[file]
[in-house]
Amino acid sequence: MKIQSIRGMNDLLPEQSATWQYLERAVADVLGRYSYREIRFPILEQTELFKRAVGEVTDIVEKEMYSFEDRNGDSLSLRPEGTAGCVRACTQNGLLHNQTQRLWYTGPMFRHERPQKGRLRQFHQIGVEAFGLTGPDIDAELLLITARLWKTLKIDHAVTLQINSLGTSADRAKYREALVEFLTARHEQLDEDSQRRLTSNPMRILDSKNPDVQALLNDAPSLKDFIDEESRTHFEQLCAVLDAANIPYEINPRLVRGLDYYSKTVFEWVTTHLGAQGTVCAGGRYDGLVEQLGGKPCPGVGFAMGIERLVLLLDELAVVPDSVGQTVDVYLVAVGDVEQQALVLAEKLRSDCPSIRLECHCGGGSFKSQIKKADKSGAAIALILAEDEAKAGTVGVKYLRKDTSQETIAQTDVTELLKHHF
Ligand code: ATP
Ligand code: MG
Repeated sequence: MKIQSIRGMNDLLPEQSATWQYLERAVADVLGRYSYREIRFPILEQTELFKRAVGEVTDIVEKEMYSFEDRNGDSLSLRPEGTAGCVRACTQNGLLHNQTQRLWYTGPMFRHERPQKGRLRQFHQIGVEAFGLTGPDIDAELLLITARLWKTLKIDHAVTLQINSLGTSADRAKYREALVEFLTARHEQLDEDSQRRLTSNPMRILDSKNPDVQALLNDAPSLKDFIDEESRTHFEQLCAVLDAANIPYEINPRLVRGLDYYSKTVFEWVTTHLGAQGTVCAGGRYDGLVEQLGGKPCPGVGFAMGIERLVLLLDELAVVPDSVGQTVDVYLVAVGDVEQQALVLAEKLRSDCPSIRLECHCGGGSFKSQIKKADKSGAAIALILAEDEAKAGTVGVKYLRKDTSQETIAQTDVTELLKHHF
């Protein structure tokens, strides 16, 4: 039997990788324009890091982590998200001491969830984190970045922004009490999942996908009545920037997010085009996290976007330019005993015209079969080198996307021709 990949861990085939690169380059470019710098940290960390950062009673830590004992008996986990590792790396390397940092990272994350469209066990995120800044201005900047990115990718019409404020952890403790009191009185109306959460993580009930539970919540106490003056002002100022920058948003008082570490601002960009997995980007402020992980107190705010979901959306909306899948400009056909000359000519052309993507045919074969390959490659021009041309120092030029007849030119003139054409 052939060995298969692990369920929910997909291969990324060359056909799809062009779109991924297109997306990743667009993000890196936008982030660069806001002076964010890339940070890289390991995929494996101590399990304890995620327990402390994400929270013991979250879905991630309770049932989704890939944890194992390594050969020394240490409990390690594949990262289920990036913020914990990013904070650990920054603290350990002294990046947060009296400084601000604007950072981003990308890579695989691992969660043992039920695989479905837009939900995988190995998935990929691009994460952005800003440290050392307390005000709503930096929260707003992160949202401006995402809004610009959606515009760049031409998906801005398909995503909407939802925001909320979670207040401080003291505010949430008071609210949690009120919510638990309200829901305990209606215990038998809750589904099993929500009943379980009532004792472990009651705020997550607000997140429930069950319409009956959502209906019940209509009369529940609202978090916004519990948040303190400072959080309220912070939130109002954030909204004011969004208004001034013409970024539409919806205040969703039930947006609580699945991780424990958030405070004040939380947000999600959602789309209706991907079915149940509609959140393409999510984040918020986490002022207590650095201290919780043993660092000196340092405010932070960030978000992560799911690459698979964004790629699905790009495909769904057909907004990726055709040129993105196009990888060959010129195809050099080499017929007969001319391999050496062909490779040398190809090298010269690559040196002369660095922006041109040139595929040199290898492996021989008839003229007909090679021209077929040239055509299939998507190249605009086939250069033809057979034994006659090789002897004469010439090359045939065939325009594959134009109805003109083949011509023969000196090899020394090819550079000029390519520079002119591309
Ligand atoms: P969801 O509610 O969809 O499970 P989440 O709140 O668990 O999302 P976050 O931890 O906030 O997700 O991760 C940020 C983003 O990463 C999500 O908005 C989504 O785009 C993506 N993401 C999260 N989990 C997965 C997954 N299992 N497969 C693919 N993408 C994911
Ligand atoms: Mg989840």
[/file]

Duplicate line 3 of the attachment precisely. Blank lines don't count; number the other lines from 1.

Ligand code: ATP